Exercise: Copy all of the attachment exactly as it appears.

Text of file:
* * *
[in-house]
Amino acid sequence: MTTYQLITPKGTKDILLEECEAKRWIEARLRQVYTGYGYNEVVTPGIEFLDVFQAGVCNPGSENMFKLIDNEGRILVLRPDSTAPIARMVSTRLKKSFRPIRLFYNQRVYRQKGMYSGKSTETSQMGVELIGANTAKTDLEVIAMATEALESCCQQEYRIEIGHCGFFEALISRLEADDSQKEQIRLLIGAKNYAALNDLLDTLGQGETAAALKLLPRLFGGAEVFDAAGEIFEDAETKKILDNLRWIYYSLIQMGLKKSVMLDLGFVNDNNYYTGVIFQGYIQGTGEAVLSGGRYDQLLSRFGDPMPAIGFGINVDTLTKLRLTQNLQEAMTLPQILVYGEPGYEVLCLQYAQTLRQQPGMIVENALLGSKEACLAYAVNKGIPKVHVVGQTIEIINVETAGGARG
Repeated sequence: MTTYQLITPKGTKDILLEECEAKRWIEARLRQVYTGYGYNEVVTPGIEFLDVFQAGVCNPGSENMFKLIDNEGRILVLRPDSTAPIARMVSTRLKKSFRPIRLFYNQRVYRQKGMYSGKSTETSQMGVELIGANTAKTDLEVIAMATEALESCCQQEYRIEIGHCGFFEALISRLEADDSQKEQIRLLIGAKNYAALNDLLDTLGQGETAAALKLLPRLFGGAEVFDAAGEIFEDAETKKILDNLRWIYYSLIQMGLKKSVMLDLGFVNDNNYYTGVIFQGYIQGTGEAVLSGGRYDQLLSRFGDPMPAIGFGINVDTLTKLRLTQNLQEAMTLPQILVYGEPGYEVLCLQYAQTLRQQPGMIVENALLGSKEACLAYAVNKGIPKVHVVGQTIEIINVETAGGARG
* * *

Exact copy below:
[in-house]
Amino acid sequence: MTTYQLITPKGTKDILLEECEAKRWIEARLRQVYTGYGYNEVVTPGIEFLDVFQAGVCNPGSENMFKLIDNEGRILVLRPDSTAPIARMVSTRLKKSFRPIRLFYNQRVYRQKGMYSGKSTETSQMGVELIGANTAKTDLEVIAMATEALESCCQQEYRIEIGHCGFFEALISRLEADDSQKEQIRLLIGAKNYAALNDLLDTLGQGETAAALKLLPRLFGGAEVFDAAGEIFEDAETKKILDNLRWIYYSLIQMGLKKSVMLDLGFVNDNNYYTGVIFQGYIQGTGEAVLSGGRYDQLLSRFGDPMPAIGFGINVDTLTKLRLTQNLQEAMTLPQILVYGEPGYEVLCLQYAQTLRQQPGMIVENALLGSKEACLAYAVNKGIPKVHVVGQTIEIINVETAGGARG
Repeated sequence: MTTYQLITPKGTKDILLEECEAKRWIEARLRQVYTGYGYNEVVTPGIEFLDVFQAGVCNPGSENMFKLIDNEGRILVLRPDSTAPIARMVSTRLKKSFRPIRLFYNQRVYRQKGMYSGKSTETSQMGVELIGANTAKTDLEVIAMATEALESCCQQEYRIEIGHCGFFEALISRLEADDSQKEQIRLLIGAKNYAALNDLLDTLGQGETAAALKLLPRLFGGAEVFDAAGEIFEDAETKKILDNLRWIYYSLIQMGLKKSVMLDLGFVNDNNYYTGVIFQGYIQGTGEAVLSGGRYDQLLSRFGDPMPAIGFGINVDTLTKLRLTQNLQEAMTLPQILVYGEPGYEVLCLQYAQTLRQQPGMIVENALLGSKEACLAYAVNKGIPKVHVVGQTIEIINVETAGGARG